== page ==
Young adults need to strive for financial independence to achieve a credit history
A growing number of young adults are going without a credit history as more parents are choosing to put mortgages, loans and phone payments in their name. However, this policy could have an adverse affect in the future.
An increasing amount of young people are depriving themselves of a credit history as one quarter of parents are putting credit agreements in their own name.
compare-prepaidRecent research has found that approximately 12% of adults, which equates to just below six million people, do not have a credit agreement. This includes four in ten aged under 30 years old.
While most parents feel they are helping their children out, experts are claiming that the practice could mean young adults may find it difficult to be approved for a loan, mortgage or credit card in their own right in the future.
Tom Ilube, founder of online credit report service Noodle, said: “Parents have nothing but good intentions, but the irony is that they could be putting their own children at a big financial disadvantage.
“Without some form of credit history, getting a mortgage, or even a mobile phone contract, could be problematic.”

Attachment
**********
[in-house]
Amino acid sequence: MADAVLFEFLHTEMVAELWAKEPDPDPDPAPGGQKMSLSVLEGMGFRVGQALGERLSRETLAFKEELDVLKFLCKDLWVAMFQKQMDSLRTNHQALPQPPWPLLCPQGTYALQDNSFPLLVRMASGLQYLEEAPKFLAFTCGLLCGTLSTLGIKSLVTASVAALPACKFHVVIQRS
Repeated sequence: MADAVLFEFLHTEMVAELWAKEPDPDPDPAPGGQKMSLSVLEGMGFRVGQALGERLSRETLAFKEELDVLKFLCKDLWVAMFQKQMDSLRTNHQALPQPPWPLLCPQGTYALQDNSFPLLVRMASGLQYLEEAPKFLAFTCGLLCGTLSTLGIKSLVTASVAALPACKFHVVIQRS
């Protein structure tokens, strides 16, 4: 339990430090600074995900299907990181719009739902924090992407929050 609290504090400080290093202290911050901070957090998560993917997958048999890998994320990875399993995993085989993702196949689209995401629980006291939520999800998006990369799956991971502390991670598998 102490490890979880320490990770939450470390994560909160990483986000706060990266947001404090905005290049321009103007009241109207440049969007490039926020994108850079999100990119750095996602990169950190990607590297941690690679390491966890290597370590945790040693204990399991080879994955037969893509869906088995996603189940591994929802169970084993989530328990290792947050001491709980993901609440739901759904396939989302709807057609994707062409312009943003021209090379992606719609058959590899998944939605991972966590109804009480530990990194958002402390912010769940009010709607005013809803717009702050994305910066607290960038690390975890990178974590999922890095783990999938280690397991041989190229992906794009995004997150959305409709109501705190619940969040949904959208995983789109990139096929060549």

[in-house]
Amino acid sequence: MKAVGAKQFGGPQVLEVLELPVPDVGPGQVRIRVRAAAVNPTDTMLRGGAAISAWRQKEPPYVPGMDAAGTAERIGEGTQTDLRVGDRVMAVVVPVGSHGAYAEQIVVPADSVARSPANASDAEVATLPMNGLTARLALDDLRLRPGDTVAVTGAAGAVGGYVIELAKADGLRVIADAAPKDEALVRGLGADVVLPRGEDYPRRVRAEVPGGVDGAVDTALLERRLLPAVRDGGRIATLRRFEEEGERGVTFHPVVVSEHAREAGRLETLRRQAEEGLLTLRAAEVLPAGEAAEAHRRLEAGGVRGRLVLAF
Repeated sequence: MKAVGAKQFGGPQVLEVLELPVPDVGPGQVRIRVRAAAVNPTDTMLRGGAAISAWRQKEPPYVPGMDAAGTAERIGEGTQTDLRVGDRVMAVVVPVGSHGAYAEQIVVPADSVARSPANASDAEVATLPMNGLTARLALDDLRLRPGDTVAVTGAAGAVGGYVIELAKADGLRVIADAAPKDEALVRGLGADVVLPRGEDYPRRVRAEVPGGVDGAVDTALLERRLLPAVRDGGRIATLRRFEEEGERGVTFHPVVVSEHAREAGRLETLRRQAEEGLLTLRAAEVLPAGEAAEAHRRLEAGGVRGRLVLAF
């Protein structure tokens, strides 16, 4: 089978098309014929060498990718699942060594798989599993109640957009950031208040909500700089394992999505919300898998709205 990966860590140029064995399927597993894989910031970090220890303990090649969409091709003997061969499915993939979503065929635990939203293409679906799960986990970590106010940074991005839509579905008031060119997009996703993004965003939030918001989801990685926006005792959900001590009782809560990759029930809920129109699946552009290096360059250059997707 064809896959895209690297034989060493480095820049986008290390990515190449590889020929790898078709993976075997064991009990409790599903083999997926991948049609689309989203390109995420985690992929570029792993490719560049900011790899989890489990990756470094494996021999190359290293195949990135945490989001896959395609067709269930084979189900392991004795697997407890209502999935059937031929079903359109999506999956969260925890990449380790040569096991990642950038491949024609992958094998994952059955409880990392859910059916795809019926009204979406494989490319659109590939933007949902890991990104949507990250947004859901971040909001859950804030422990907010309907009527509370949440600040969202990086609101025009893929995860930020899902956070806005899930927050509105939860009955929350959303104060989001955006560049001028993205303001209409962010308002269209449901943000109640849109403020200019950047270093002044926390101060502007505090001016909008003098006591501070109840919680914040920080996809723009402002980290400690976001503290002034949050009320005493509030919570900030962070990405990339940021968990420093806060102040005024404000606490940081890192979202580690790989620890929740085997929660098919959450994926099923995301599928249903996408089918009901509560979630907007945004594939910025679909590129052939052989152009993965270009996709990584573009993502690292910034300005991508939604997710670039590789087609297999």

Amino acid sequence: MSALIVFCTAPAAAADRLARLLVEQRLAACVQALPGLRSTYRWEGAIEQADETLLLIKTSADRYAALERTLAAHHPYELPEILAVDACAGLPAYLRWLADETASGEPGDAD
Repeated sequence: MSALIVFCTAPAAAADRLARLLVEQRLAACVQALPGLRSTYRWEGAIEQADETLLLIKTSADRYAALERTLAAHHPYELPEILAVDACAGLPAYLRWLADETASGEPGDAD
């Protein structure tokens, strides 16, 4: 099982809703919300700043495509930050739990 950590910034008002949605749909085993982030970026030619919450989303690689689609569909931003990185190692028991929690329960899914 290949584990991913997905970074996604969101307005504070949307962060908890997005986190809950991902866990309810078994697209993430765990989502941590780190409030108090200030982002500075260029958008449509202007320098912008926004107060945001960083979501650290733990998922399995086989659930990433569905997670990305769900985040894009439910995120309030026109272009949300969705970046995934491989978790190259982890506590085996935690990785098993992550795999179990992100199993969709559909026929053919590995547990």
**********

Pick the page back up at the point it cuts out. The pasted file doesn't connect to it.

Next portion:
Lenders of large and important loans may refrain from approving loans among adults without credit history as it is this information that helps them determine whether or not the individual will be able to cope with the loan and repayments.
Experts are encouraging young people to transfer their mobile phone contracts in to their own name, regardless of whether the parent pays the bill or not.
They are also claiming young adults who want a credit card should spend a small amount each month on the card and repay it in full at the end to demonstrate to future lenders of their ability to repay borrowed money.
It is vitally important, however, that young people avoid debt at all costs. Therefore, young adults looking for credit cards should compare the market to make sure they get the most rewarding rates.